Earlier this week, the House of Representatives introduced a bill, the America COMPETES” Act (H.R. 4521; the backronym is for ‘‘America Creating Opportunities for Manufacturing, Pre-Eminence in Technology, and Economic Strength’’) that is intended to bolster America’s competitive position vis-à-vis China. The bill includes a proposal called the National Critical Capabilities Review that would create a new legal framework to regulate outbound investment from the United States. Its overly broad scope risks reducing both outbound and inbound foreign investment in the United States.
In recent years, both Democratic and Republican lawmakers have become increasingly concerned about the Chinese government’s ability to develop dual-use military technologies and control global supply chains. Such worries have strengthened calls for increased scrutiny of U.S. investment in Chinese companies. To address this concern, the COMPETES Act proposes to create an interagency “Committee on National Critical Capabilities,” with the power to review and block certain outbound U.S. foreign investments if they harm “national critical capabilities.”
The proposed framework applies to any potential transaction by a U.S. entity if the transaction a) “shifts or relocates” any essential element “involving one or more national critical capability” to a “country” or “entity of concern” or bi) “could result in an unacceptable risk to a national critical capability.” Although the investment review framework does not explicitly mention China, it defines “country of concern” as a “foreign adversary” under the Secure and Trusted Communications Network Act—which includes China and Russia, according to the Department of Commerce’s definition, along with Iran, North Korea, Cuba, and Venezuela.
The legislation also provides the interagency committee the discretion to classify and review transactions in “nonmarket economies.” The Department of Commerce’s category of “nonmarket economies” currently includes Armenia, Azerbaijan, Belarus, China, Georgia, Kyrgyzstan, Moldova, Tajikistan, Turkmenistan, Uzbekistan, and Vietnam.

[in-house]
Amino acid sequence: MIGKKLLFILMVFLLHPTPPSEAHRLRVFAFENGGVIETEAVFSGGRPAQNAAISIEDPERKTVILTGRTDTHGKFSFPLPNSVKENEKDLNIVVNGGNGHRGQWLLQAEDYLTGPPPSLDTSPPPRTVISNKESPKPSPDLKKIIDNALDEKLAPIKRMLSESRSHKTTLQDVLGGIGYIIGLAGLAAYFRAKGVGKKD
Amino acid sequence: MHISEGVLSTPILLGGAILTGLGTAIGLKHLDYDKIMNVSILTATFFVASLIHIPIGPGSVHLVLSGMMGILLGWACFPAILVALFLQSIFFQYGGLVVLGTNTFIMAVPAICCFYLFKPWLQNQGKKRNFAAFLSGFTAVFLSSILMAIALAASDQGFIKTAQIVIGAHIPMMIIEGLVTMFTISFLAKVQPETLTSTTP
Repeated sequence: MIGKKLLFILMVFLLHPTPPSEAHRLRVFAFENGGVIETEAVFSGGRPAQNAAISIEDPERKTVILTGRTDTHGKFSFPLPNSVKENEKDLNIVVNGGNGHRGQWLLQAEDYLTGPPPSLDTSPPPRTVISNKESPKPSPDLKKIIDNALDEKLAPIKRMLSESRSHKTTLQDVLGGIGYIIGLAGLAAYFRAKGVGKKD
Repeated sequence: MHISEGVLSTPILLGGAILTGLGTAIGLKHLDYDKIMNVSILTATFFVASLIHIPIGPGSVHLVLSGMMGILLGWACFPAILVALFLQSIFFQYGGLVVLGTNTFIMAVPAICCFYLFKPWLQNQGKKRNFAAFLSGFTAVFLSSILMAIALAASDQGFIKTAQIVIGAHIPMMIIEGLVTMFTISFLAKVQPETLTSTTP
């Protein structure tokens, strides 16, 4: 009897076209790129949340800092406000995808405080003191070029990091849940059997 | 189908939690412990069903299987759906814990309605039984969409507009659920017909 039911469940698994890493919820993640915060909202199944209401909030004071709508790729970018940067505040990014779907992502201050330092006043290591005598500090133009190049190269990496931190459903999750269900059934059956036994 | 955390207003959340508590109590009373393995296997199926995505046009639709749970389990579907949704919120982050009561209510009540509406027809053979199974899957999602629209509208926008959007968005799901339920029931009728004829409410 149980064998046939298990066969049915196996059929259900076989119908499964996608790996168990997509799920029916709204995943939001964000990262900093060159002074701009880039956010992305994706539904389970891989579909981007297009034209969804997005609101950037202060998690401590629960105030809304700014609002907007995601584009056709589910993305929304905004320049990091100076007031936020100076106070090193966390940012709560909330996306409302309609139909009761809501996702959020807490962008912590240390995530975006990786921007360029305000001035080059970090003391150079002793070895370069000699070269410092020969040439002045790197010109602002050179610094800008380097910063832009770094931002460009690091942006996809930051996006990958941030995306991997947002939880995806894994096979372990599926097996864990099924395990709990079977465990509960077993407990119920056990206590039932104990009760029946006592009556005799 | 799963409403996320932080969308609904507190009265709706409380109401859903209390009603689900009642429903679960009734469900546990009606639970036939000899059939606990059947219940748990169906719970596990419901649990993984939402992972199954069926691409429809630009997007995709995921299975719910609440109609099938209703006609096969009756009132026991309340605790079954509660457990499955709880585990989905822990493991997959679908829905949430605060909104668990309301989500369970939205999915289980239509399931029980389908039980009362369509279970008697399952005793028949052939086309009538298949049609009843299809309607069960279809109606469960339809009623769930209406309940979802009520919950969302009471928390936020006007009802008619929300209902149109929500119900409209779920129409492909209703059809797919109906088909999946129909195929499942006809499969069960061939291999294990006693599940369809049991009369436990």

Despite the potentially sweeping nature of the proposed law, its statutory language provides remarkably few details about the business entities and transactions it seeks to cover. Although the legislation provides some examples of “national critical capabilities,” such as critical infrastructure or weapons systems, it gives the agency broad discretion to define those capabilities. To that end, the bill instructs the committee to make further recommendations after reviewing 11 industries—ranging from artificial intelligence to semiconductors to “aerospace, including space launch.”
This lack of specificity means that too many businesses could be subject to unnecessary national security scrutiny. According to the research consultancy the Rhodium Group, 45 percent of all U.S. foreign direct investment transactions in China between 2000 and 2019 would have potentially been subject to the committee’s investment review process. Even if the committee were to define these sectors more precisely, it creates the possibility that covered transactions will be defined too broadly—as the European Commission did while drafting the European Union’s Artificial Intelligence Act.
According to the Rhodium Group’s estimate, if the proposed law were to result in too many businesses submitting notifications for inconsequential deals, it would pose at least two challenges. First, identifying risky transactions from such a high volume of reported deals will be difficult and require significant regulatory agency resources, especially since it would require the interagency committee to decide within 60 days of receiving written notification whether it wants to review a specific deal.
Second, it would create unnecessary regulatory uncertainty for businesses conducting transactions with little or no national security implications. Like the Committee on Foreign Investment in the United States (CFIUS), the interagency committee will likely not publish details of the reasons behind a particular decision due to national security considerations. Moreover, prior decisions will not be legally binding on the committee. The lack of clear precedents will further contribute to the uncertainties that businesses will face under the new framework.
Furthermore, as in the CFIUS framework, the legislation defines a U.S. person as a “person engaged in interstate commerce in the United States.” This broad and unclear definition is a thorny issue for CFIUS determinations, but the legal uncertainties will be even more pronounced for assessing the security risks of outbound investments. For example, if a German or Japanese company invests in U.S. robotics or AI startups, does the law then apply to the company’s investment portfolio outside the U.S.?
America’s outsized role in the global economy means that most foreign companies will continue to do business in the United States, even if some businesses are subject to cumbersome review processes. However, in the long run, if the U.S. foreign investment regime is perceived as overly restrictive and arbitrary, many firms will develop ways to avoid regulatory risks. One would be to avoid investing in American businesses with a “national critical capability” nexus, such as computer vision, robotics, and quantum computing startups. That risks reducing financing options for companies that need more investment to compete with their Chinese counterparts.